Besides authenticity and verification, “identity is a critical factor for mass adoption of digital gold tokens,” added Tredeshnee Naidu (Director, Responsible Gold, Qenta). “Custody of gold is handled differently by digital gold products and can be opaque both amongst the protocols, as well as from country to country.”

At present, the lack of global and protocol standardisation poses one of the challenges around the tokenisation of precious metals.

Custody and Redemption

Physical metals require secure storage and protection to maintain their value. Using regulated, approved custodians, both for physical and for digital assets, is critical for establishing market confidence. Trusted custodians and procedures ensure the security and integrity of the underlying assets, facilitate redemptions and liquidity, help with regulatory compliance and mitigate risks associated with the physical commodities. “Another component that is vital for any physically backed digital asset is redemption. For a digital asset to be truly backed physically, you must be able to submit the asset for redemption at any time,” stated Zac McKenna. “What many do not realise is that the system in place must be able to handle redemptions while maintaining strong tokenomics that enable the digital asset to match the true market price of the underlying asset.”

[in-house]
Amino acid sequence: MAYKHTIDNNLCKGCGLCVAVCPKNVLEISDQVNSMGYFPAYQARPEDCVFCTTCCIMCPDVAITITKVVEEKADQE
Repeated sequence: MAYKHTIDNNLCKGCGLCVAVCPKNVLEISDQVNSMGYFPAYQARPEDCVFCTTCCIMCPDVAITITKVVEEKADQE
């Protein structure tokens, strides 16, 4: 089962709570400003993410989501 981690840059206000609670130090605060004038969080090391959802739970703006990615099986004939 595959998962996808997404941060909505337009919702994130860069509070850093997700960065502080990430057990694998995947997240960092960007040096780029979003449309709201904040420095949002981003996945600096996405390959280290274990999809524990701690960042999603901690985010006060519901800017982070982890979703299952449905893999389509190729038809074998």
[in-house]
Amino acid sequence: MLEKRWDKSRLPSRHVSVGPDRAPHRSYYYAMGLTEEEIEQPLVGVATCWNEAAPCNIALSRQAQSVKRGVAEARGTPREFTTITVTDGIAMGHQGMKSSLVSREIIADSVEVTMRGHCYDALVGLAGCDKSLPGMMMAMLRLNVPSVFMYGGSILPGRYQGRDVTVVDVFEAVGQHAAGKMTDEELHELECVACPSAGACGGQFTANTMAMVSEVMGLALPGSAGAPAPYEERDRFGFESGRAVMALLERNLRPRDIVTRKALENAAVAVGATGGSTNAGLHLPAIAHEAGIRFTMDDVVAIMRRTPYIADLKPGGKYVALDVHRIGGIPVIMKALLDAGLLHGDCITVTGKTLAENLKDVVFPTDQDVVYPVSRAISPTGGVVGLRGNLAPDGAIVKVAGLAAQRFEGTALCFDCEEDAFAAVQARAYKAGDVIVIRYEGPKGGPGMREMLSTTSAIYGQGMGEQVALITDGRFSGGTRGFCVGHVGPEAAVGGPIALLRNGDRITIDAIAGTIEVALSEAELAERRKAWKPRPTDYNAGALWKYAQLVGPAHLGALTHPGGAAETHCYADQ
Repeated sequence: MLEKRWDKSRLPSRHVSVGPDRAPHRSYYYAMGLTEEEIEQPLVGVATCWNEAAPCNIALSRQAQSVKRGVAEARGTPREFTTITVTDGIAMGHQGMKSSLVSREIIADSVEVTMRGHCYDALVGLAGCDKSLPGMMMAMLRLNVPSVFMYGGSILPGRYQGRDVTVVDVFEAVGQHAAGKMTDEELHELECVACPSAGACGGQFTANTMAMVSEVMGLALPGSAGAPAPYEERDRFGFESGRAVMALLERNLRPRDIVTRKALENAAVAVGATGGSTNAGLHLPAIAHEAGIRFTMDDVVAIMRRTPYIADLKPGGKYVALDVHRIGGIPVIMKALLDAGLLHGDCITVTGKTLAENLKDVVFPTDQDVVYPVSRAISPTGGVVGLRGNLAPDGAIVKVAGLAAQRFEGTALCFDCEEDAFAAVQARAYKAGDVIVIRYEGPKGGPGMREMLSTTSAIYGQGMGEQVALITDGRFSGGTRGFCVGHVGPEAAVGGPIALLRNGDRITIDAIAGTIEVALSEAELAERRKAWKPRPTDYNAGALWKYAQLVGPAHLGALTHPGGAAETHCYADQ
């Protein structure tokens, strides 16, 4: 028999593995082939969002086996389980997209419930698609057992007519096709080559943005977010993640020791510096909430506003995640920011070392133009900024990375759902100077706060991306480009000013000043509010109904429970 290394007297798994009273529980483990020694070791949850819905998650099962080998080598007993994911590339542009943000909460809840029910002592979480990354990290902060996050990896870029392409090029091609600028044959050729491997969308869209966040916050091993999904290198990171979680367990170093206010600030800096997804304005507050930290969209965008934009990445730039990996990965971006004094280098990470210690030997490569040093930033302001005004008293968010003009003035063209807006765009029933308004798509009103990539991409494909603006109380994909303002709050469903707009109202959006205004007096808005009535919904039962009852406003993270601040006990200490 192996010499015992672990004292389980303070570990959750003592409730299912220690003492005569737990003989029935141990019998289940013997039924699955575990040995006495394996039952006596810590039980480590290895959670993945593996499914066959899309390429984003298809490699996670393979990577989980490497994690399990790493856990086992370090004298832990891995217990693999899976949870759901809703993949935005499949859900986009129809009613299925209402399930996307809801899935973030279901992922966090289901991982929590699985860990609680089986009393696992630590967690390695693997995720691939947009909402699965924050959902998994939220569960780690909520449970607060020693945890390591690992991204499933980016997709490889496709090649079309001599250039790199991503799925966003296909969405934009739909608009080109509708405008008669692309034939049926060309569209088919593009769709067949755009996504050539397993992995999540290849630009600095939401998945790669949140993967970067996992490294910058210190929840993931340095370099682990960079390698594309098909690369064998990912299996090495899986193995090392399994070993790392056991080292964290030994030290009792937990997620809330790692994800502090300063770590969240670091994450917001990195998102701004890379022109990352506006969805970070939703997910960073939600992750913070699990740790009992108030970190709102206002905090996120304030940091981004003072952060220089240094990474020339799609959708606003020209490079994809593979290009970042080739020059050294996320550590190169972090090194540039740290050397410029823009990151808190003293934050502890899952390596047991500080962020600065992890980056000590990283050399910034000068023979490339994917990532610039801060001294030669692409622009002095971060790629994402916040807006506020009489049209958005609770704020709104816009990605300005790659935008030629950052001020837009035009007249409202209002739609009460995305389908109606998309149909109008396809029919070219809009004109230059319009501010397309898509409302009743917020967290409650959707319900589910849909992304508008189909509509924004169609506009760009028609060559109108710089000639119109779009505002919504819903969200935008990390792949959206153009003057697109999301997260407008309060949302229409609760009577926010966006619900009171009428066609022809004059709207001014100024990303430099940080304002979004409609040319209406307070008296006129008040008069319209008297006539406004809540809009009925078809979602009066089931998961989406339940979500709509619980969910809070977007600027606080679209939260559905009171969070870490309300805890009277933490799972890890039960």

In a new and often controversial space, the subject of redemption is important when building market trust. Even before inquiring about auditing processes or KYC procedures, investors frequently raise questions regarding
redemption. Unfortunately, issuers often underestimate the weight of this aspect, and it ends up as one of the blind spots of tokenisation.

Regulations and Compliance

Security applies not just to safeguarding the physical or digital asset, but to the entire ecosystems. Issuers and buyers, in most jurisdictions, are subject to regulatory supervision and must adhere to certain standards and
processes, such as KYC and AML.

“Tokenised ownership of precious metals creates significant issues for maintaining control of KYC processes. Once precious metals are tokenised and issued onto a public blockchain, managing or controlling the ownership of